There is nothing wrong with knowing what we want and doing the work it takes to get there. I love thinking about what’s possible and aligning myself and our team in that direction; it’s why my job is a good fit for me. But what often gets lost is that if we don’t learn to also prioritize this experience in this moment, “getting there” is not going to feel a whole lot different than being right here. In fact, once we’ve raised the bar, it’s likely to feel worse.
In order to pursue growth in a healthy, sustainable way (for ourselves and our teams), we need to build our capacity for both our awareness of the current moment and our willingness to meet ourselves and our teammates where we’re actually at right now. We must “begin as we mean to continue,” knowing that how we inhabit this moment is how we inhabit our entire lives, including what the future has in store for us.
We build this capacity by developing two skills. The first is the skill of checking in with ourselves. In a 10-month class on learning to tend to our human needs (appropriately called “Tend”), coach Mara Glatzel teaches students to ask themselves, “How am I doing, really?” as the foundational question that allows us to partner with ourselves and notice what needs tending. Simply by asking the question, we prioritize not only the bigger picture of what we desire and are working toward, but also the reality of the here and now.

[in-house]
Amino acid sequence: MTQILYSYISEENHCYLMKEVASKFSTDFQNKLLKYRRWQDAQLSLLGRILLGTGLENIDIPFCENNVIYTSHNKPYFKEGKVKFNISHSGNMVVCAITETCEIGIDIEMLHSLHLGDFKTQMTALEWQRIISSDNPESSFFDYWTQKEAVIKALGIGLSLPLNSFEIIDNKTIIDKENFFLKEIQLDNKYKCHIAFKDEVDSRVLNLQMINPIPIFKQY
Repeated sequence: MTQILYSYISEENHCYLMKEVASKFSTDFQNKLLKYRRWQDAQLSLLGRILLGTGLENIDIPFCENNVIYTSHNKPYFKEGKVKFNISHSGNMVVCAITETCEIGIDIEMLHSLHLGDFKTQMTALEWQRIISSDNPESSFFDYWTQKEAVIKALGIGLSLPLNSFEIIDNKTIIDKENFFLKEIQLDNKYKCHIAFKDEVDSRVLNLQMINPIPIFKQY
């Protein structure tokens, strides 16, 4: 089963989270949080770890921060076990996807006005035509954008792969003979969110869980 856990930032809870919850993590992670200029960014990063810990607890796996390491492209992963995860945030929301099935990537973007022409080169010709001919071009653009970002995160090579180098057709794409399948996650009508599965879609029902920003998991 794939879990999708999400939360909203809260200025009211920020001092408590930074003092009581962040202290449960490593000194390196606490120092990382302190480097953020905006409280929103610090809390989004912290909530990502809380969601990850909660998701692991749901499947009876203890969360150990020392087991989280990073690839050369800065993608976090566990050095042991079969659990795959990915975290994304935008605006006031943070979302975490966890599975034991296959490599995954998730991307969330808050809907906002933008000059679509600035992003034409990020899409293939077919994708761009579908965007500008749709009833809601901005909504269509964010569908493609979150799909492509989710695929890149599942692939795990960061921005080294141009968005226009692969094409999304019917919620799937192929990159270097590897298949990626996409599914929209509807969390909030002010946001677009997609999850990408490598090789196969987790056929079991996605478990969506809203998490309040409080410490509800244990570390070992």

By doing this, we also learn the power of our feelings as clues to what is really going on inside of us. Culturally, we may be moving toward confessional conversation, but it’s more of a performative “in the past, I was really struggling, but look at me now!” kind of vulnerability. We are still not comfortable with feelings as they arise in the moment. When feelings inevitably come up, we pile embarrassment and shame on top of whatever was going on in the first place.
But humans are a mess of feelings. Even the most logical among us are often driven by our feelings. The need to suppress them is often the biggest driver of all. By acknowledging this and becoming aware of the feelings underneath our behavior, we can let our feelings guide us to what we are unable or unwilling to tell ourselves.